Getting Geeky Part 1: Sabrmetrics vs Money
Image courtesy of © David Richard-USA TODAY Sports.jpgFORT MYERS - It used to be so simple. Starting in the 80s, fans knew who the best reliever was based on how near the end of the game the player pitched in a close game. The best got paid big bucks and pitched the ninth. The 8th inning setup man was next on the hierarchy. The 7th inning person ranked third. As a fan, you could watch when they pitched, and debate with your friends who should be pitching which inning, based on trust.
There is a general logic behind this. Pitching the ninth inning in a close game is more important than pitching the seventh inning. Why? Because if your team gives up the lead in the bottom of the ninth, your team loses, whereas if you give up a lead in the top of the seventh, your team still has nine outs to try and regain it. You want your best reliever at the end of the game for the same reason you want your best salesperson on your biggest accounts: the stakes are higher, you have more to lose. No wonder they’re both called closers.
But about 10-15 year after this advancement, sabrmetricians started wondering if it wasn’t time to look a little deeper. Some very specific questions started being asked. Was the hierarchy really necessary when leading by three runs? Why was a closer being saved (i.e. not used) during critical extra innings? Was it really more valuable to face the bottom of the order in the ninth than the middle of the order in the eighth?
The sabrmetricians had numbers on their side, but the system had something far more valuable: a lot of people entrenched and making money from the existing system. Closers were handsomely paid, sometimes three or four times as much as their teammates. Managers who strayed from the formula were chum if didn’t work, and close games can be fickle mistresses. Managers weren’t necessarily much better if it did work, as egos (and paychecks) could be at risk if the all-important “save” statistic was challenged.
But it is changing, and Twins fans are seeing it up close since Rocco Baldelli started managing the team. “I think focusing more on going out there and how to get the outs is significantly more important than the conversation of role,” Baldelli said this week, talking about his bullpen. “We're focused on the first part of that. We are focused on the wins and how to get the outs.”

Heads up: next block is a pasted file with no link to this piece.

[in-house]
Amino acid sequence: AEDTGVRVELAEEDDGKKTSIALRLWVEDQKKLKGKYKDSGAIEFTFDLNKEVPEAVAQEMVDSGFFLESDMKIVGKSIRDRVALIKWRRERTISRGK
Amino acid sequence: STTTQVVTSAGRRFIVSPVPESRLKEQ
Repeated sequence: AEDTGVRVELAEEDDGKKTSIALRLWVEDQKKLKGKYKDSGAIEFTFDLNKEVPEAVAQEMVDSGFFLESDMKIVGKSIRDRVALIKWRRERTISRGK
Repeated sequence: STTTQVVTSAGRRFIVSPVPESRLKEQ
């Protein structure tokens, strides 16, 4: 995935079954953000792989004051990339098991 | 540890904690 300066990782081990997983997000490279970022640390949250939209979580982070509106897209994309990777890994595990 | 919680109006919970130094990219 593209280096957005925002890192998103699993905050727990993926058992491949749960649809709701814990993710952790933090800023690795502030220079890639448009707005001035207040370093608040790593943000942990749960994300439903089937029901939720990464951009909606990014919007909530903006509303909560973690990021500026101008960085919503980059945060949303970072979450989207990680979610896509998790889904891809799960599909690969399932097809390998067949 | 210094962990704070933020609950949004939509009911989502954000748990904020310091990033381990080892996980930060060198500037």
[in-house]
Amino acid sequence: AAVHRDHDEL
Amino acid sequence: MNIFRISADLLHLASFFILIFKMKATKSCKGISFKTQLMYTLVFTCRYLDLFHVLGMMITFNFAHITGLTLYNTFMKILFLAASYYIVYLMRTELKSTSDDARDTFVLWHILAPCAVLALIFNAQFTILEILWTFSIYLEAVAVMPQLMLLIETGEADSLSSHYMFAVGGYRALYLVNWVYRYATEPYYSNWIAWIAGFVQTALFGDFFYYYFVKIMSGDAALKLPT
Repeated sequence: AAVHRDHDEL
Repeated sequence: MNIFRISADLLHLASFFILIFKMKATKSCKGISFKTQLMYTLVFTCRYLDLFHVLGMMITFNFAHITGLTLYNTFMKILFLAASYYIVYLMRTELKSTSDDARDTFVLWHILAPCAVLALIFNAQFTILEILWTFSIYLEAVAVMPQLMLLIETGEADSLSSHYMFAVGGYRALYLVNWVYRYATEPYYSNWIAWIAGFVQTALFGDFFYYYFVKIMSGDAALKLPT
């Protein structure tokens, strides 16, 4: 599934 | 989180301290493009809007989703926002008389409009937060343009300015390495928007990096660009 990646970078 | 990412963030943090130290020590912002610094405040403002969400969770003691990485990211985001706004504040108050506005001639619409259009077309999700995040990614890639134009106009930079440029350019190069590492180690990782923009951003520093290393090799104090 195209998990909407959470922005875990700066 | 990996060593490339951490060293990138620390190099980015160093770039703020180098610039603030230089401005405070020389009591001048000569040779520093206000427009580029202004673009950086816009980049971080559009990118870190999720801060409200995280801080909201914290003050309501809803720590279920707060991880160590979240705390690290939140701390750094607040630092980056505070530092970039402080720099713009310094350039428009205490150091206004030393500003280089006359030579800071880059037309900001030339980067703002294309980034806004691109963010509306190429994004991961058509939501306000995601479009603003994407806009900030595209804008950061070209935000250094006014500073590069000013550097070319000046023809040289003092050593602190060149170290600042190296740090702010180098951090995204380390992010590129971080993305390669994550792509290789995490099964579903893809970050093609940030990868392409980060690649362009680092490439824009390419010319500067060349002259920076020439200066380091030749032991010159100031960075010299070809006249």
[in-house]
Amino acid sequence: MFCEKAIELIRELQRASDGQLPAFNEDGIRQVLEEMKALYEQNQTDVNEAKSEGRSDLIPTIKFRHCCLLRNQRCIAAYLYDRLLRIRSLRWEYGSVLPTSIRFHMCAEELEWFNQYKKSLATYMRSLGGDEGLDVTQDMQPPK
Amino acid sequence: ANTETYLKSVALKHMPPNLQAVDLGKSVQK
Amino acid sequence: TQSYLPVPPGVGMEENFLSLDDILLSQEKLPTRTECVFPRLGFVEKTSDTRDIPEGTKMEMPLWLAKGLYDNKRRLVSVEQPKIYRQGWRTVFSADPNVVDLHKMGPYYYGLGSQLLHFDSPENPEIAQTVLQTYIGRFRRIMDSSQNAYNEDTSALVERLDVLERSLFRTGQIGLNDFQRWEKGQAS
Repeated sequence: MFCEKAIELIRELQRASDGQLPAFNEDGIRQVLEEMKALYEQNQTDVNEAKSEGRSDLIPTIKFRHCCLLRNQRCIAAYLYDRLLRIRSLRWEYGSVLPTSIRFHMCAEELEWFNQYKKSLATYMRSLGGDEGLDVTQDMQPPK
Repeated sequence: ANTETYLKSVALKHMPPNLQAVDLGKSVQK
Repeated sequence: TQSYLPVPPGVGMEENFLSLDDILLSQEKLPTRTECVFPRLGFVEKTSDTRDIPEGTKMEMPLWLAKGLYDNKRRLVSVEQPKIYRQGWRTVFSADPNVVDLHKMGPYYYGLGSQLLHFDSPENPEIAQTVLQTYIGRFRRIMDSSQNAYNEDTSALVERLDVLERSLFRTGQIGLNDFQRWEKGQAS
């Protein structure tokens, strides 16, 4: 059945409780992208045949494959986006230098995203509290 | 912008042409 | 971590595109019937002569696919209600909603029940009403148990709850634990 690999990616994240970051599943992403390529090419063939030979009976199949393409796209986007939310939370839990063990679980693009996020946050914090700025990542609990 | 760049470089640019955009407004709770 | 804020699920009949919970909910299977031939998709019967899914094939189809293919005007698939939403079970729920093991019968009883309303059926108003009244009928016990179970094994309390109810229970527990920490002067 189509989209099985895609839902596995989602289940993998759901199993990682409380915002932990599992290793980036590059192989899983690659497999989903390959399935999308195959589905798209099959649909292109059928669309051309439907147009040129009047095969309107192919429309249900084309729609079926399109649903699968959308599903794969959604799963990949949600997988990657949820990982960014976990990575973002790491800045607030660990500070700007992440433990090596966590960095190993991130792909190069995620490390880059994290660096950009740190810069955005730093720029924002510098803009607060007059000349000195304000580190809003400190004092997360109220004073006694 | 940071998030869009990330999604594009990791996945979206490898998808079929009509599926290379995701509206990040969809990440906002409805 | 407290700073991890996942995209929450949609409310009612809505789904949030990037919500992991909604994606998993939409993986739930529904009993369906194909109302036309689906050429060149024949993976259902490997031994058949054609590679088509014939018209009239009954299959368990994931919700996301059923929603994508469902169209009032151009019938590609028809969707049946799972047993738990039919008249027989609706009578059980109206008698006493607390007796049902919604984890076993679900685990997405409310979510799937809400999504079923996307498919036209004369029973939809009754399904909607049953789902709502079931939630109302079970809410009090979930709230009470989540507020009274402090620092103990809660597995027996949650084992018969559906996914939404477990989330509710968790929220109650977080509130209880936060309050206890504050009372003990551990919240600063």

Of course, that’s the sort of thing every manager says, but the last couple seasons of usage suggest it’s not just words. Taylor Rogers has mostly been the closer, but in 2019, he was often brought into games in the eighth inning, to face a more left-handed lineup. Towards the end of last year, he and Sergio Romo tag-teamed the ninth innings.
But neither of them was the most valuable Twins reliever, and in fact neither of them was particularly close. That title belongs to Tyler Duffey, who never pitched a ninth inning, and only pitched in the eighth inning three times, only twice in a close game. But he came into games in equally critical situations, and it can be shown using an advanced statistic called Leverage Index (LI).
It’s a statistic that I was surprised to find out that Duffey knows when he mentioned in his introductory interview this week. When asked about being satisfied with his earlier-inning fireman roll in the bullpen, Duffey replied “When you realize that an inning’s an inning, and how there’s a leverage index and all these things that really put more value into pitchers, you realize that inning you come in in the seventh and get the ‘three’ hitter out to finish an inning, that out may be so much more valuable than the eighth inning facing seven-eight-nine.”
He’s right, of course, but that’s a new school of thought in MLB. And a new statistic. If Tyler Duffey and the Twins are talking about Leverage Index, then we certainly should be. We’ll remedy that tomorrow.
Next - Part 2: Leverage Index and Your Blood Pressure
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